Bad people do bad things, regardless of the industry.
This is the main takeaway from a fresh round of criminal charges announced this morning against Goldman Sachs and two former employees. The charges stem from Goldman’s advisory work surrounding the 1Malaysia Development Berhad (1MDB as it is better known). Here are the things you need to know:
Goldman Sachs helped the 1MDB fund raise more than $6 billion by underwriting their bonds on at least three occasions. This work was led by Goldman banker Tim Leissner and earned the investment bank ~$600 million in fees.
The money that was raised by the fund was eventually siphoned off into the personal accounts of numerous individuals, including political leaders from Malaysia, Saudi Arabia and UAE. The accused mastermind of the scheme is Jho Low — a relatively young businessman who spent years blowing ungodly amounts of money trying to impress Hollywood elite.
The money that disappeared from the 1MDB fund was used to buy rare art, mega yachts, mansions, NYC penthouse apartments, and even finance the hit movie “The Wolf of Wall Street.” There are insane tales of Jho Low spending millions of dollars in a single evening at clubs across the world in the now popular book “Billion Dollar Whale.” (Highly recommend reading).
The 1MDB scandal has become a global crisis, with investigations ongoing in Australia, Hong Kong, Indonesia, Luxembourg, Seychelles, Singapore, Switzerland, UAE, United Kingdom, and the United States of America.
Earlier this year, the US Department of Justice charged two former Goldman Sachs bankers (Tim Leissner and Roger Ng) and Jho Low with various crimes. Tim Leissner pled guilty and admitted that more than $200 million from the 1MDB fund ended up being funneled to him and his family. Roger Ng was eventually arrested in Malaysia and Jho Low is currently a fugitive that is believed to be hiding in China. Additionally, a former DOJ employee has pled guilty to conspiring with Jho Low to hide critical information from US banks.
For the last 18 months, the DOJ has been recovering as much money as possible from those involved in the 1MDB scheme. They have seized high-end properties in Beverly Hills, LA, NYC and London. There has also been seizures of rare artwork, a private jet, a mega yacht, and royalties from “The Wolf of Wall Street.”
The criminal charges announced this morning are against three subsidiaries of Goldman Sachs, along with numerous individuals involved in the 1MDB scandal. They were filed under Malaysian securities law and prosecutors are seeking over $2.5 billion in fines.
The entire 1MDB debacle is almost too crazy to believe. Goldman Sachs, a reputable investment bank, helped a small group of relatively unknown people raise billions of dollars, before participating in various forms of money laundering, bribery, and outright fraud. The company took home around $600 million, while the lead banker (Goldman’s South East Asia chairman and Managing Director) ended up personally pocketing $200 million from 1MDB, without including his annual bonuses from Goldman Sachs.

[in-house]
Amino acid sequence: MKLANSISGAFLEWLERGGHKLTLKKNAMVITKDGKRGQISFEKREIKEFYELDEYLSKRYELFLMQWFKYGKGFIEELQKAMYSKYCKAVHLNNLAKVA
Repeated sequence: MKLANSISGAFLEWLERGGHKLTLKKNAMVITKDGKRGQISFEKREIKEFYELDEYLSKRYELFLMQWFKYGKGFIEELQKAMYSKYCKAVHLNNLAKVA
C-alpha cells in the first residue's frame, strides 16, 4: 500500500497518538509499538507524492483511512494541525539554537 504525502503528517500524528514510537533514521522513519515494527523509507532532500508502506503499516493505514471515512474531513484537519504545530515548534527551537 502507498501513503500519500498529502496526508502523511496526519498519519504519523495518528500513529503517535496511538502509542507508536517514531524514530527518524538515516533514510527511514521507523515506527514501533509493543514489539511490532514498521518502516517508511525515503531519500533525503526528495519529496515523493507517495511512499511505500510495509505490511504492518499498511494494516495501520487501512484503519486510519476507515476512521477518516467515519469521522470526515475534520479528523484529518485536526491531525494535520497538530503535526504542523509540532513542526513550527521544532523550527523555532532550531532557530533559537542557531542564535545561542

If a regional office of the bank had merely helped these criminals raise money, but was unaware of their actions post-fundraise, this may not be such a big story. Unfortunately, employees of Goldman participated in different fraudulent activities, including accusations of bribery. The worst part? Goldman’s CEO at the time, Lloyd Blankfein, participated in a meeting with Jho Low that pertained to aspects of 1MDB. (Blankfein has not been accused of doing anything wrong but still not a good look for the investment bank).
So why does any of this matter to those interested in Bitcoin and crypto?
Bad people do bad things, regardless of the industry. Crypto detractors rely on accusations of money laundering and nefarious activity when explaining why digital assets are unsustainable. In their defense, there is no doubt that bad people have used cryptocurrencies in the past and it should be expected that bad people will use them in the future too. But that is true of all currencies, not just digital currencies.
In fact, the currency of choice for criminals, terrorists, drug dealers, and money launderers around the world is still the U.S. dollar. There is an estimated $2 trillion of the global reserve currency laundered each year and more than 70% of physical U.S. dollars have traces of cocaine on them. This doesn’t make everyone who uses U.S. dollars a bad person, nor does it mean that the U.S. dollar is unsustainable.
The most important test comes down to what currency law enforcement would rather a criminal use — U.S. dollars or Bitcoin? The answer is almost always Bitcoin. Why? The immutable ledger creates a relatively easy to follow trail of transactions that cement criminal activity forever. As law enforcement gets more sophisticated about how to read blockchain transactions, it wouldn’t surprise me to see them encouraging criminals to commit crimes with their hands on a keyboard.
The 1MDB scandal has turned into a global money laundering and bribery case that will continue to play out for years to come. It should be expected that more individuals will be implicated, more banks will have to answer tough questions, and hopefully additional protections will be put in place to prevent this sort of nefarious activity in the future.
Until then, remember the rallying cry of the crypto community: Long Bitcoin, Short the Bankers!
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